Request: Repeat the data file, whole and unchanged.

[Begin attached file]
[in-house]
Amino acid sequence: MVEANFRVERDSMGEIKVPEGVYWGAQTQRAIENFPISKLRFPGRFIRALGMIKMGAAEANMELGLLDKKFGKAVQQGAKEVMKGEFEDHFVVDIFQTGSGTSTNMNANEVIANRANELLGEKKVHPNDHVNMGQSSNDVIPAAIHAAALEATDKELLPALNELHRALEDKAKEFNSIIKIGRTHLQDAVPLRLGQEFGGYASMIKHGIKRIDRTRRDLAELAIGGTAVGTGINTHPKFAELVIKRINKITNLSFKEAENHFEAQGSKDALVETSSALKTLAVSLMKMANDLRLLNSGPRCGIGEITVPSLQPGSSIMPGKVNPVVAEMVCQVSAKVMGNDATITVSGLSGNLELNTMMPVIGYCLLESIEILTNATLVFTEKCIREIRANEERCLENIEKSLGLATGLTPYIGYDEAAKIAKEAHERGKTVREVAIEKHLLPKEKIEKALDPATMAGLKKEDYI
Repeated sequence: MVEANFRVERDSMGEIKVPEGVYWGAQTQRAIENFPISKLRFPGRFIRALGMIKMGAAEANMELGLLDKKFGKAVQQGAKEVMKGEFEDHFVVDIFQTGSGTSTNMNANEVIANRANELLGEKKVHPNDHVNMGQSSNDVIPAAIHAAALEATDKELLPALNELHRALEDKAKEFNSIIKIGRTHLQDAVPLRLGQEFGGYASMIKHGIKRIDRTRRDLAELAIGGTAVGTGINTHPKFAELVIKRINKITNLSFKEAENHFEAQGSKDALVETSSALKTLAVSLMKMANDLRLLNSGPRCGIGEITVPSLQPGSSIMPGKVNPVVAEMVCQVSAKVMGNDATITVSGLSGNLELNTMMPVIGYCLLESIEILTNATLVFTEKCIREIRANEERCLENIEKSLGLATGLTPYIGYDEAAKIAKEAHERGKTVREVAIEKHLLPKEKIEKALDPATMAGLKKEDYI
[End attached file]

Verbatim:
[in-house]
Amino acid sequence: MVEANFRVERDSMGEIKVPEGVYWGAQTQRAIENFPISKLRFPGRFIRALGMIKMGAAEANMELGLLDKKFGKAVQQGAKEVMKGEFEDHFVVDIFQTGSGTSTNMNANEVIANRANELLGEKKVHPNDHVNMGQSSNDVIPAAIHAAALEATDKELLPALNELHRALEDKAKEFNSIIKIGRTHLQDAVPLRLGQEFGGYASMIKHGIKRIDRTRRDLAELAIGGTAVGTGINTHPKFAELVIKRINKITNLSFKEAENHFEAQGSKDALVETSSALKTLAVSLMKMANDLRLLNSGPRCGIGEITVPSLQPGSSIMPGKVNPVVAEMVCQVSAKVMGNDATITVSGLSGNLELNTMMPVIGYCLLESIEILTNATLVFTEKCIREIRANEERCLENIEKSLGLATGLTPYIGYDEAAKIAKEAHERGKTVREVAIEKHLLPKEKIEKALDPATMAGLKKEDYI
Repeated sequence: MVEANFRVERDSMGEIKVPEGVYWGAQTQRAIENFPISKLRFPGRFIRALGMIKMGAAEANMELGLLDKKFGKAVQQGAKEVMKGEFEDHFVVDIFQTGSGTSTNMNANEVIANRANELLGEKKVHPNDHVNMGQSSNDVIPAAIHAAALEATDKELLPALNELHRALEDKAKEFNSIIKIGRTHLQDAVPLRLGQEFGGYASMIKHGIKRIDRTRRDLAELAIGGTAVGTGINTHPKFAELVIKRINKITNLSFKEAENHFEAQGSKDALVETSSALKTLAVSLMKMANDLRLLNSGPRCGIGEITVPSLQPGSSIMPGKVNPVVAEMVCQVSAKVMGNDATITVSGLSGNLELNTMMPVIGYCLLESIEILTNATLVFTEKCIREIRANEERCLENIEKSLGLATGLTPYIGYDEAAKIAKEAHERGKTVREVAIEKHLLPKEKIEKALDPATMAGLKKEDYI